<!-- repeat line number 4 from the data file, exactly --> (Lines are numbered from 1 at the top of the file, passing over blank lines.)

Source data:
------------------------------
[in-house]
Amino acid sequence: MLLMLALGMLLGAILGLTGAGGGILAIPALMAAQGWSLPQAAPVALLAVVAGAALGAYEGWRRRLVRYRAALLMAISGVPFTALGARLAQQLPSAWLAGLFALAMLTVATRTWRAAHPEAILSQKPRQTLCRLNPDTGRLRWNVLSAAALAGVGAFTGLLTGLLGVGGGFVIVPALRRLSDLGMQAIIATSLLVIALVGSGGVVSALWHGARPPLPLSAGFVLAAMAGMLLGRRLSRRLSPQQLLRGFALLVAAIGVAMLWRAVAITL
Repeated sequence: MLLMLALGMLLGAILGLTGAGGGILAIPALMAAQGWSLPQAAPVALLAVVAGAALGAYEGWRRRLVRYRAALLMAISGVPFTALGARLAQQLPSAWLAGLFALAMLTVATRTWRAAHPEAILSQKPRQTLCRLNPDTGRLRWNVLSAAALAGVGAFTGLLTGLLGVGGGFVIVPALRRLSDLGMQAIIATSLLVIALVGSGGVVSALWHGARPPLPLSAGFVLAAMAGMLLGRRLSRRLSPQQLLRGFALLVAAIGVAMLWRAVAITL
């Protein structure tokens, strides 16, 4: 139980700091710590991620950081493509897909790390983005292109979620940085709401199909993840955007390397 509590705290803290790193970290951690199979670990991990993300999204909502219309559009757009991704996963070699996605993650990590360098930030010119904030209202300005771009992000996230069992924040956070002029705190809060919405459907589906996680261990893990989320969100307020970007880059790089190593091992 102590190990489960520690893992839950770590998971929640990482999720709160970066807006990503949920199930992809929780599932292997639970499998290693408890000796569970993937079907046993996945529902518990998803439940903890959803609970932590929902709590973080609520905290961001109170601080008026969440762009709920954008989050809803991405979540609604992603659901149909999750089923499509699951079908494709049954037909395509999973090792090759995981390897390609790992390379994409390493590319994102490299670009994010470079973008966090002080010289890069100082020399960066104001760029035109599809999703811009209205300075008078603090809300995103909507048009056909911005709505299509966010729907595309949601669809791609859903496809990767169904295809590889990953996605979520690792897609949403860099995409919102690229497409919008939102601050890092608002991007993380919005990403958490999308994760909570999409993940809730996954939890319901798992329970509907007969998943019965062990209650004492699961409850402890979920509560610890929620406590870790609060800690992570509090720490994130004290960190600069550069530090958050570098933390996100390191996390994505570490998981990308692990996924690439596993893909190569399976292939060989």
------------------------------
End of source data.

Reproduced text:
């Protein structure tokens, strides 16, 4: 139980700091710590991620950081493509897909790390983005292109979620940085709401199909993840955007390397 509590705290803290790193970290951690199979670990991990993300999204909502219309559009757009991704996963070699996605993650990590360098930030010119904030209202300005771009992000996230069992924040956070002029705190809060919405459907589906996680261990893990989320969100307020970007880059790089190593091992 102590190990489960520690893992839950770590998971929640990482999720709160970066807006990503949920199930992809929780599932292997639970499998290693408890000796569970993937079907046993996945529902518990998803439940903890959803609970932590929902709590973080609520905290961001109170601080008026969440762009709920954008989050809803991405979540609604992603659901149909999750089923499509699951079908494709049954037909395509999973090792090759995981390897390609790992390379994409390493590319994102490299670009994010470079973008966090002080010289890069100082020399960066104001760029035109599809999703811009209205300075008078603090809300995103909507048009056909911005709505299509966010729907595309949601669809791609859903496809990767169904295809590889990953996605979520690792897609949403860099995409919102690229497409919008939102601050890092608002991007993380919005990403958490999308994760909570999409993940809730996954939890319901798992329970509907007969998943019965062990209650004492699961409850402890979920509560610890929620406590870790609060800690992570509090720490994130004290960190600069550069530090958050570098933390996100390191996390994505570490998981990308692990996924690439596993893909190569399976292939060989």